The defendant, Curtis Crawford, moved to suppress a gun the police retrieved from a sewer culvert where he had tossed it while running from the police. He contended that the police lacked reasonable suspicion to conduct an investigatory stop. He also moved to suppress a statement he gave the police as the fruit of an illegal arrest.
After an evidentiary hearing, we denied his motion to suppress the gun and granted his motion to suppress his statement. We now explain our rationale for denying his motion to suppress the gun and to supplement our findings of fact.
The events leading up to Crawford’s arrest started when police officers in plain clothes approached several men who were sitting in a playground at 9th and Percy Streets in Philadelphia shortly after midnight on August 22, 2012. Two Philadelphia police officers, Kevin Gorman and Thomas Bellon, alighted from an unmarked police vehicle driven by fellow officer James Boone. While Boone parked the vehicle at the corner, Gorman and Bellon entered the playground to talk to the men there regarding recent robberies in the area. As they approached, Gorman noticed another man, later identified as Crawford, and a woman sitting at a bench off to his right rear.
As Gorman turned in his direction, Crawford got up, began walking backwards and suddenly ran from the playground. Gorman and Bellon took up chase, yelling “police” and “halt.”
As Crawford ran through the gate of the playground, Boone, who was sitting in the car at that intersection, saw him with a gun in his right hand as he ran. Boone yelled out and transmitted over police radio that the fleeing man had a gun.
During the chase, Gorman and Bellon saw Crawford make a throwing motion toward a sewer inlet on the street. Simultaneously, Gorman heard a clinking sound like metal scratching on concrete. As Bellon continued to run after Crawford, Gorman remained at the sewer inlet. Boone, who was pursuing Crawford in the vehicle, eventually got out and chased him on foot through a back alleyway. Boone eventually caught Crawford who was sitting on a porch step and removing his hoody. Boone placed Crawford under arrest and handcuffed him. He returned Crawford to the location where Gorman was waiting.
The police summoned a Department of Streets crew to assist in searching for the gun. After arriving at the location, the crew scooped out the contents of the sewer. A gun was recovered from the debris.
The police had reasonable suspicion to stop and investigate, if not probable cause to arrest, Crawford based upon his running from the scene with a gun in his hand. Crawford began running before Gorman or any other police officer gave any commands. He was not placed under arrest, not directed to halt, and not otherwise restricted. Gorman did not say anything to Crawford until after he began running at which time Gorman identified himself as “police” and ordered him to stop. Crawford did not comply. He did not submit to police authority.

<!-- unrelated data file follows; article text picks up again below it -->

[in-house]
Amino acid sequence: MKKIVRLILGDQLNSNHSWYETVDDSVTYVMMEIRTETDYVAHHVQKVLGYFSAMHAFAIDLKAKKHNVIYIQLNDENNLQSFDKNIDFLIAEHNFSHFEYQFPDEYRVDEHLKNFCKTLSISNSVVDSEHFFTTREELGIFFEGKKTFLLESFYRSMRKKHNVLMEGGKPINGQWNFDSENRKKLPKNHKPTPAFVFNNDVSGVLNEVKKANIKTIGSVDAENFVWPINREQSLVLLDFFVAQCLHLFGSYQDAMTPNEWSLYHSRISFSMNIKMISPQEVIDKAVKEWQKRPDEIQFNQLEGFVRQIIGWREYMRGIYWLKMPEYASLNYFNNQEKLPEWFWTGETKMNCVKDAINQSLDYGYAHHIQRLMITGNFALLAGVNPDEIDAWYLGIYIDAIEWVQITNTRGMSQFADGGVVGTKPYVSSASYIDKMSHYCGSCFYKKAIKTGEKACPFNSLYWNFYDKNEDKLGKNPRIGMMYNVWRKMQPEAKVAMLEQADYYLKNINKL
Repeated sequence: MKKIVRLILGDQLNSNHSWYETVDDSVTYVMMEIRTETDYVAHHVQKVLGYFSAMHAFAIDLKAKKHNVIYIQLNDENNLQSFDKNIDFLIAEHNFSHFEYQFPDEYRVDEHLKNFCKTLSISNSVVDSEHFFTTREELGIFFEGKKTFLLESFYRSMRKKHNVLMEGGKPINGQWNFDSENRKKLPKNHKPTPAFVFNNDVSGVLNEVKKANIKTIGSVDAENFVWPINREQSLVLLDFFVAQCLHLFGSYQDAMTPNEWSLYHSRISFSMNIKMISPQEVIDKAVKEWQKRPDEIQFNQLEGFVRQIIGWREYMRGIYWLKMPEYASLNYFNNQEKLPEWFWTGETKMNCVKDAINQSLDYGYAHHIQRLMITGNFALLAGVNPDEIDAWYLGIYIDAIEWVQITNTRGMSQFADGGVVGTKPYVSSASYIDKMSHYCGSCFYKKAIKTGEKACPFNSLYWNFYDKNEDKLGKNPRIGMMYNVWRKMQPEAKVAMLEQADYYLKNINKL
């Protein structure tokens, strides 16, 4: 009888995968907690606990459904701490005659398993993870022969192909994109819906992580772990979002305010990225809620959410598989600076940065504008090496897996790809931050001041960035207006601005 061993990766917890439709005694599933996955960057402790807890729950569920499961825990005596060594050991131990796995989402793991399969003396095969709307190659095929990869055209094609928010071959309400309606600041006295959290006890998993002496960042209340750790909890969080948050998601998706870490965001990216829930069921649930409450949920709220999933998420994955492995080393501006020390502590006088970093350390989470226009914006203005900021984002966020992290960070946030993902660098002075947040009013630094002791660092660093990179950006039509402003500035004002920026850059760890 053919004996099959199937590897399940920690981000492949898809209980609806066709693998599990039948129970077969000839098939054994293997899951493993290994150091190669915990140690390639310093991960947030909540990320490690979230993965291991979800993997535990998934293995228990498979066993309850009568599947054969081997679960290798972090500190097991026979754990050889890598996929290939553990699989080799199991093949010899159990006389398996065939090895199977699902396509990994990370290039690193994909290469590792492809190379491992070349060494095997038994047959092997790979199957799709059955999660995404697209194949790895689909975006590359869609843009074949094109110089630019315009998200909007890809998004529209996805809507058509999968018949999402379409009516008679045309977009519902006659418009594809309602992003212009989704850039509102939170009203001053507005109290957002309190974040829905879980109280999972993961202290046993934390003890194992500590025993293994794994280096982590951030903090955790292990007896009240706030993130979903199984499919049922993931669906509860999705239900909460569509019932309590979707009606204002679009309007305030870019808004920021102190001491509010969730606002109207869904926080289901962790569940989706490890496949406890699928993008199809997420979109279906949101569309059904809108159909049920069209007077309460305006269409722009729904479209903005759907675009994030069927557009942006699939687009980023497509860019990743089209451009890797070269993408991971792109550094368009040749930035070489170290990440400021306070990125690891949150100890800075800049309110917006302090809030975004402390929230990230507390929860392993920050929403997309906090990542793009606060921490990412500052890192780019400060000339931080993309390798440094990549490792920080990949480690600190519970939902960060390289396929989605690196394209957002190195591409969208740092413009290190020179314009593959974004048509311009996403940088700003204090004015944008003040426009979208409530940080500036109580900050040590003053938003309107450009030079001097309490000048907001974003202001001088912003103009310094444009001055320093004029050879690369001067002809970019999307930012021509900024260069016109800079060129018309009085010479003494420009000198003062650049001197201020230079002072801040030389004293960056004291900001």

If Crawford’s unprovoked running from the scene did not give the police any justification for pursuing and ultimately arresting him, they certainly had probable cause, no less reasonable suspicion, to stop him once Boone saw Crawford’s gun and announced it to his fellow officers.
Ironically, had Crawford not run and merely concealed the gun, the police would not have had any reason to stop and frisk him. See Illinois v. Wardlow, 528 U.S. 119, 125 (2000) (holding that flight alone in a high crime area alone does not create a reasonable suspicion justifying a Terry stop). He could have declined to answer any questions and walked away. Id. (citing Florida v. Royer, 460 U.S. 491 (1983)). At that point, assuming the gun remained concealed, the police would not have had any suspicion that he was involved in any wrongdoing. It was when he ran that he exposed the gun, giving the police justification for chasing him. In other words, it was Crawford’s own action that disclosed the gun, not the officers’. See Hester v. United States, 265 U.S. 57, 58 (1924).
The facts in this case are almost identical to those in California v. Hodari D., 499 U.S. 621 (1991). Hodari was among a group of teenagers in a high crime area who ran when a police vehicle appeared. Id. at 622-23. During flight, Hodari discarded a quantity of crack cocaine which the police recovered. Id. at 623. The Supreme Court held that “[a]n arrest requires either physical force . . . or, where that is absent, submission to the assertion of authority.” Id. at 626 (emphasis in original). Thus, it concluded that because Hodari had ...